In Part One I argued that bond markets have become highly speculative. Investors who traditionally invest in bonds are being out-bid by government departments (e.g. the European Central Bank and the Bank of Japan). This has forced cautious investors away from ‘safe assets’ like bonds or cash deposits and into other markets like stocks and property.
Investments in stock and property are deemed to be more risky than bond or cash deposit markets. The returns promised tend to be higher in order to compensate the investor for the extra risk taken. However with the fixed returns offered on cash and bond markets trading at negative the bar is lowered for stock and property investments.
In 2018, 81 percent of US companies were unprofitable in the year leading up to their public offerings, according to data from Jay Ritter, an IPO specialist and finance professor at the University of Florida. That’s a statistical dead heat with the rate in 2000, the year the dot-com bubble burst, plunging the US economy into recession. It’s the only other time unprofitability was this high, according to Ritter’s data, which goes back to 1980.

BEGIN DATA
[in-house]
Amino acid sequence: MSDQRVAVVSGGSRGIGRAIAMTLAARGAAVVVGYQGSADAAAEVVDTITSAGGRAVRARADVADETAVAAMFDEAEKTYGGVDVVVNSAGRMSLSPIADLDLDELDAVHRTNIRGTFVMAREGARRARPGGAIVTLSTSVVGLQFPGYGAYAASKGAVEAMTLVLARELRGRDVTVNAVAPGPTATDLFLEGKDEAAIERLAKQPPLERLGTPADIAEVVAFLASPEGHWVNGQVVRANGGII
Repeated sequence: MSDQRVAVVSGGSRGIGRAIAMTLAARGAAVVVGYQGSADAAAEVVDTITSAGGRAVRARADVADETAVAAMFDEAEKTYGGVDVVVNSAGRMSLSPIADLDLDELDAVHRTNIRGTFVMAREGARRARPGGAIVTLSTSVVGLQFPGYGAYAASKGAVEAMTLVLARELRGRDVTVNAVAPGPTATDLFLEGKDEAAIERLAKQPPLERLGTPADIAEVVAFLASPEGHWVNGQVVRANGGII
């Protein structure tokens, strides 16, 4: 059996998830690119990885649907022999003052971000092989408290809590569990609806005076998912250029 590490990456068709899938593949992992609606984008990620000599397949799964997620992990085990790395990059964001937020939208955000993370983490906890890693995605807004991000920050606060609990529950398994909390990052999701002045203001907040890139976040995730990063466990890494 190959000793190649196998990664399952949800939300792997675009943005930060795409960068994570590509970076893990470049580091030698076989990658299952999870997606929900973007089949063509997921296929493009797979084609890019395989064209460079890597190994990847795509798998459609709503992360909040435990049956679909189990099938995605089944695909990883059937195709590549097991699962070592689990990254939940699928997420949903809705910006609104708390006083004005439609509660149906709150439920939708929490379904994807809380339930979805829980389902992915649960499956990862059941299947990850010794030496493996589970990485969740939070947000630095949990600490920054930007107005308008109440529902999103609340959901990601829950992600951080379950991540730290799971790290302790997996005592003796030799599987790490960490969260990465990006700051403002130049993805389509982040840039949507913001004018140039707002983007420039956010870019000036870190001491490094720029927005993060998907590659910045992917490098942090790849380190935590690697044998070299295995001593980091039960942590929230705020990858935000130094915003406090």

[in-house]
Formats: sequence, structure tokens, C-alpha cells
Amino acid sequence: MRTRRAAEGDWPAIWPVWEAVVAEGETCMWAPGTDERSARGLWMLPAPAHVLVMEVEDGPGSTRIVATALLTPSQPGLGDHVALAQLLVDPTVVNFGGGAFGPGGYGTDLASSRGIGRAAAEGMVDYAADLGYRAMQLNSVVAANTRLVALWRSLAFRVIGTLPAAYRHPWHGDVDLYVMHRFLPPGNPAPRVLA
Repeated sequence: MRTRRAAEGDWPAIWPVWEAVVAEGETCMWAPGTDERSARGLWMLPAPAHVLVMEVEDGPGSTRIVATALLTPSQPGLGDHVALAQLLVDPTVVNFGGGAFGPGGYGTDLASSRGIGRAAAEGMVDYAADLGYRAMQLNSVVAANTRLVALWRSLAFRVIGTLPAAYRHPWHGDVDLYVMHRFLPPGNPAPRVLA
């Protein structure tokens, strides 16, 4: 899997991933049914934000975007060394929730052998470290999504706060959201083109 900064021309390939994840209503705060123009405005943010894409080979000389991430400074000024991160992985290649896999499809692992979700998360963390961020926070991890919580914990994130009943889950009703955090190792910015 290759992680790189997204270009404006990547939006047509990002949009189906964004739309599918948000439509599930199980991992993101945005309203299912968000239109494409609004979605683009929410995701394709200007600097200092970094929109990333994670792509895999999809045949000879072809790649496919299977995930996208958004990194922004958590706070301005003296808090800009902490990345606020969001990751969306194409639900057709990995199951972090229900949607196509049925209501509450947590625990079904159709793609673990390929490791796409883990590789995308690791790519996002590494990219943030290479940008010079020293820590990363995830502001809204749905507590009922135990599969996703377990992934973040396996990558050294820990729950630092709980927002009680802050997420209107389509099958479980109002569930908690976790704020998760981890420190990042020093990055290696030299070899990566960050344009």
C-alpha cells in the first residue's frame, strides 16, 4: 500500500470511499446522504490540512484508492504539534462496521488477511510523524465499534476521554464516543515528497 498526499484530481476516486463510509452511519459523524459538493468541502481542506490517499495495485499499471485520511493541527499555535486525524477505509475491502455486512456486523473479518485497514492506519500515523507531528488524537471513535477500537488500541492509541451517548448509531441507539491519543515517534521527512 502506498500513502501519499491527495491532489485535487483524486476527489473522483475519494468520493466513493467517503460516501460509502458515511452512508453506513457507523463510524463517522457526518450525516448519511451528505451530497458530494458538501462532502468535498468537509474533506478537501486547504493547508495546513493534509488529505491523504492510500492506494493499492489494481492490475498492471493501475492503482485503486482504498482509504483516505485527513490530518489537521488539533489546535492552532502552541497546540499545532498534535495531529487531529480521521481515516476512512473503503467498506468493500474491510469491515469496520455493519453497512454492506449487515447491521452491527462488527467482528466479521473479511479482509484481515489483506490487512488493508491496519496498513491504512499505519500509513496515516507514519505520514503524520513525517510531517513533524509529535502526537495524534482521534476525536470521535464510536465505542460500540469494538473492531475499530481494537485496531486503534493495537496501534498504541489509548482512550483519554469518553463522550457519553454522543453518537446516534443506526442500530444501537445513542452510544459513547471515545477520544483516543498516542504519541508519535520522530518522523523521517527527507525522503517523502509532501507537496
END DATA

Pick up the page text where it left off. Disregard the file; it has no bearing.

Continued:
It is too hard to say definitely whether the stock market is highly speculative or not. However, the green line in the chart shows the general trajectory of interest rates in the USA from 20% in 1980 to 2% today. In our view the high percentage of IPOs that are unprofitable is symptomatic of over exuberance or speculation in the stock market. This is fuelled by low or negative interest rates.
Negative and excessively low interest rates feed into and fuel speculation in stock markets. In my view stock markets are highly speculative.